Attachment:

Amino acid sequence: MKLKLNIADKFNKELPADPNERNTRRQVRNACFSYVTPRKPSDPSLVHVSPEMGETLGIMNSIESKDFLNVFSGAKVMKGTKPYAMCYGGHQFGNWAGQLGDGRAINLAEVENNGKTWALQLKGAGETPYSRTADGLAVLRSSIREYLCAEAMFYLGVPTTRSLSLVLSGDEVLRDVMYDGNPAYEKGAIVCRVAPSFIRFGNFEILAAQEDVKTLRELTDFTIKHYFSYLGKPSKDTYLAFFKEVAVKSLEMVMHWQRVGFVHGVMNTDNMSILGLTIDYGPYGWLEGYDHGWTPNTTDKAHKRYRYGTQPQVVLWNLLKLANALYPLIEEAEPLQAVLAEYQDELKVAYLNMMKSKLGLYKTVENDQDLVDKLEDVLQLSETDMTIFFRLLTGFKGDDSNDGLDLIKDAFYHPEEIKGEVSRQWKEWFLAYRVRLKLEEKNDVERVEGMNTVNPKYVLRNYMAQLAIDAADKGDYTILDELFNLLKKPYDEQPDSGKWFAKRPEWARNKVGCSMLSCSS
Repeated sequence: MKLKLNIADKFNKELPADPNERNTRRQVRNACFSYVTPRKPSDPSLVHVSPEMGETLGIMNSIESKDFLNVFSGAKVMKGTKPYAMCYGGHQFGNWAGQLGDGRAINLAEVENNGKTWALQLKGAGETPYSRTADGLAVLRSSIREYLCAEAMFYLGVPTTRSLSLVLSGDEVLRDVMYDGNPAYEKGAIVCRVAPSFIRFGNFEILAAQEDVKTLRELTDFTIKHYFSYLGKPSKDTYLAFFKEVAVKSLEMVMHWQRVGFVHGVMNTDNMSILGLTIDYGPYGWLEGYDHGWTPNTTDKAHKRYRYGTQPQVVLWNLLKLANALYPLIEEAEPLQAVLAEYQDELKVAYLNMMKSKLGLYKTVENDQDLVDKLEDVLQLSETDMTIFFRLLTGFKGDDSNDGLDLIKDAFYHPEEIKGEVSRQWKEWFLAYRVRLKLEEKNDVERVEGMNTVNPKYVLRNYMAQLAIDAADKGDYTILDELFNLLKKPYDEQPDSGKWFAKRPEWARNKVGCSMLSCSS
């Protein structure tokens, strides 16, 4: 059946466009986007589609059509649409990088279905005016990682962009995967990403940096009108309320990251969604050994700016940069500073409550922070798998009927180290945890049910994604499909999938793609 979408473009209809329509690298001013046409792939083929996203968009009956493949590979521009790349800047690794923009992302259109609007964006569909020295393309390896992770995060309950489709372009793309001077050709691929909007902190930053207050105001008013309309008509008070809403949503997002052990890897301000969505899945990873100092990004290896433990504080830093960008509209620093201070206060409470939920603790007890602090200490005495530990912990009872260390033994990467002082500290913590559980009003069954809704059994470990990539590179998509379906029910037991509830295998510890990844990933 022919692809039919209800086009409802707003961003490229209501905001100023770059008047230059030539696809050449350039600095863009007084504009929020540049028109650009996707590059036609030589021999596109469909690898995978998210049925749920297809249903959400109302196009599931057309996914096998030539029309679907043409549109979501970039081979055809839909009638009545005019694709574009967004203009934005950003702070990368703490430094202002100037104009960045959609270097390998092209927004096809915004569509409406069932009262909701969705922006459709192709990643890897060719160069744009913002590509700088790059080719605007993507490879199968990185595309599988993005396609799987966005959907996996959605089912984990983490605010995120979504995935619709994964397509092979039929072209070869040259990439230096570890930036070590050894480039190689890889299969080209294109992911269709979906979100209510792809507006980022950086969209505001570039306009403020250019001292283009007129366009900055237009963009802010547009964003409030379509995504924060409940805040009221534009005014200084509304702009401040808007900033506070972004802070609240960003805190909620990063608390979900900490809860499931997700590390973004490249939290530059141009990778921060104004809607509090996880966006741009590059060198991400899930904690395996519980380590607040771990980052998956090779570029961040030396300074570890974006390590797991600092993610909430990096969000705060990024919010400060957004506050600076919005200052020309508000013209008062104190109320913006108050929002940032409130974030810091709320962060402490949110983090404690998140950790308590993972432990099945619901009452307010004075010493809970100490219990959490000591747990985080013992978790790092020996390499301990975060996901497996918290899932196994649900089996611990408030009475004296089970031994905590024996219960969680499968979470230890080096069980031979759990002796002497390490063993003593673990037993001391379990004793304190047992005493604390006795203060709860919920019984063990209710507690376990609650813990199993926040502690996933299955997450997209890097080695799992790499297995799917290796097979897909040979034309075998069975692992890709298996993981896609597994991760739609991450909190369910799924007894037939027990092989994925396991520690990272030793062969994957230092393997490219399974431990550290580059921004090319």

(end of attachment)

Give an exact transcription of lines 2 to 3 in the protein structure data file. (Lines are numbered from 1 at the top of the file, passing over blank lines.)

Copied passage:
Repeated sequence: MKLKLNIADKFNKELPADPNERNTRRQVRNACFSYVTPRKPSDPSLVHVSPEMGETLGIMNSIESKDFLNVFSGAKVMKGTKPYAMCYGGHQFGNWAGQLGDGRAINLAEVENNGKTWALQLKGAGETPYSRTADGLAVLRSSIREYLCAEAMFYLGVPTTRSLSLVLSGDEVLRDVMYDGNPAYEKGAIVCRVAPSFIRFGNFEILAAQEDVKTLRELTDFTIKHYFSYLGKPSKDTYLAFFKEVAVKSLEMVMHWQRVGFVHGVMNTDNMSILGLTIDYGPYGWLEGYDHGWTPNTTDKAHKRYRYGTQPQVVLWNLLKLANALYPLIEEAEPLQAVLAEYQDELKVAYLNMMKSKLGLYKTVENDQDLVDKLEDVLQLSETDMTIFFRLLTGFKGDDSNDGLDLIKDAFYHPEEIKGEVSRQWKEWFLAYRVRLKLEEKNDVERVEGMNTVNPKYVLRNYMAQLAIDAADKGDYTILDELFNLLKKPYDEQPDSGKWFAKRPEWARNKVGCSMLSCSS
């Protein structure tokens, strides 16, 4: 059946466009986007589609059509649409990088279905005016990682962009995967990403940096009108309320990251969604050994700016940069500073409550922070798998009927180290945890049910994604499909999938793609 979408473009209809329509690298001013046409792939083929996203968009009956493949590979521009790349800047690794923009992302259109609007964006569909020295393309390896992770995060309950489709372009793309001077050709691929909007902190930053207050105001008013309309008509008070809403949503997002052990890897301000969505899945990873100092990004290896433990504080830093960008509209620093201070206060409470939920603790007890602090200490005495530990912990009872260390033994990467002082500290913590559980009003069954809704059994470990990539590179998509379906029910037991509830295998510890990844990933 022919692809039919209800086009409802707003961003490229209501905001100023770059008047230059030539696809050449350039600095863009007084504009929020540049028109650009996707590059036609030589021999596109469909690898995978998210049925749920297809249903959400109302196009599931057309996914096998030539029309679907043409549109979501970039081979055809839909009638009545005019694709574009967004203009934005950003702070990368703490430094202002100037104009960045959609270097390998092209927004096809915004569509409406069932009262909701969705922006459709192709990643890897060719160069744009913002590509700088790059080719605007993507490879199968990185595309599988993005396609799987966005959907996996959605089912984990983490605010995120979504995935619709994964397509092979039929072209070869040259990439230096570890930036070590050894480039190689890889299969080209294109992911269709979906979100209510792809507006980022950086969209505001570039306009403020250019001292283009007129366009900055237009963009802010547009964003409030379509995504924060409940805040009221534009005014200084509304702009401040808007900033506070972004802070609240960003805190909620990063608390979900900490809860499931997700590390973004490249939290530059141009990778921060104004809607509090996880966006741009590059060198991400899930904690395996519980380590607040771990980052998956090779570029961040030396300074570890974006390590797991600092993610909430990096969000705060990024919010400060957004506050600076919005200052020309508000013209008062104190109320913006108050929002940032409130974030810091709320962060402490949110983090404690998140950790308590993972432990099945619901009452307010004075010493809970100490219990959490000591747990985080013992978790790092020996390499301990975060996901497996918290899932196994649900089996611990408030009475004296089970031994905590024996219960969680499968979470230890080096069980031979759990002796002497390490063993003593673990037993001391379990004793304190047992005493604390006795203060709860919920019984063990209710507690376990609650813990199993926040502690996933299955997450997209890097080695799992790499297995799917290796097979897909040979034309075998069975692992890709298996993981896609597994991760739609991450909190369910799924007894037939027990092989994925396991520690990272030793062969994957230092393997490219399974431990550290580059921004090319």